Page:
The world is changing under our feet.

Normally, when a writer sets out to tackle a topic – even one that’s currently in the public eye – there is room to breathe between drafts. But between the moment I outlined this article and the moment I started writing it, two headlines landed in my inbox – neither of which I expected to read in my lifetime.

The first brought me to chills on a personal level. Here in the UK – where debate is raging as to the best method of dealing with the coronavirus pandemic – automakers and engineering companies are being asked to switch their manufacturing lines to produce medical ventilators. The country apparently has around 5,000 ventilators, and will need many times that amount if we see the influx of severe respiratory distress that further spread of the virus will almost certainly cause.

So let me be human before I switch to my professional gear: people are dying. They are dying in increasing numbers in my home country, where it appears to only be a matter of weeks (or days) before our health service is scraped too thin. They are dying throughout Europe, in the United States, and, of course, in Asia.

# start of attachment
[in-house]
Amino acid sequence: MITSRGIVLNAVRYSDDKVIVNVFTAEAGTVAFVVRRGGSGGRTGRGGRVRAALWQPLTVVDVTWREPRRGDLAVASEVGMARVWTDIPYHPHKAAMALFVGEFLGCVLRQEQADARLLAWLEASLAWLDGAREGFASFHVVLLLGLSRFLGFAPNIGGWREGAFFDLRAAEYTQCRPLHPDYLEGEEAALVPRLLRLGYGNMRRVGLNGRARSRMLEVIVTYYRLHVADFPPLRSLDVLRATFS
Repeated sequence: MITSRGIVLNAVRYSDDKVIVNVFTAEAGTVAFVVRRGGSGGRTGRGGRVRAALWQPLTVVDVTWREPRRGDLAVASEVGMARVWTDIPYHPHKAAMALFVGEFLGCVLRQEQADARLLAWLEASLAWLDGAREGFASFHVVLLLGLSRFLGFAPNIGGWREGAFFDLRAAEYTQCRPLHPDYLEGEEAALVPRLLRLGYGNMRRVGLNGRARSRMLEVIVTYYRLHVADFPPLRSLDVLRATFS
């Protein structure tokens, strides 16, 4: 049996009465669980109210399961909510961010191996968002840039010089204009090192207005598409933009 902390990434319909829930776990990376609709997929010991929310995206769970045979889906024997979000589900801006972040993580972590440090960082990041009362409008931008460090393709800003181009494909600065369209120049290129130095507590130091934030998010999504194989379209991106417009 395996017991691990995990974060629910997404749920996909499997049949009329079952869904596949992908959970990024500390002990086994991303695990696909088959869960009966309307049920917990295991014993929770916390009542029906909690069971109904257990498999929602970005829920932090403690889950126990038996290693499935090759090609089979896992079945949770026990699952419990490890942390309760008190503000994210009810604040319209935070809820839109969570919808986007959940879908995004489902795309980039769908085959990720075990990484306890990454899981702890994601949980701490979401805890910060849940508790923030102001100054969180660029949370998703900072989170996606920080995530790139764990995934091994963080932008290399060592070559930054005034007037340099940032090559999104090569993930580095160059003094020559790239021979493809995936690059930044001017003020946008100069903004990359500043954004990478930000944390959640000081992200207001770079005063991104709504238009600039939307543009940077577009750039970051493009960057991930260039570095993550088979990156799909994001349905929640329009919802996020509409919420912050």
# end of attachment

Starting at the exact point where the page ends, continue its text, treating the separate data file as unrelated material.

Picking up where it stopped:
The measures being proposed to reduce the global death toll vary from the draconian to the almost laissez-faire. Some countries are in total lockdown, to a level unprecedented in a generation; restaurants, stores, sporting events, religious services and schools have all been shuttered, with no clear plan in place for when, and how, they will re-open. Others are taking a different approach, either as a delaying tactic or as an exhibition of wilful ignorance, depending on your perspective.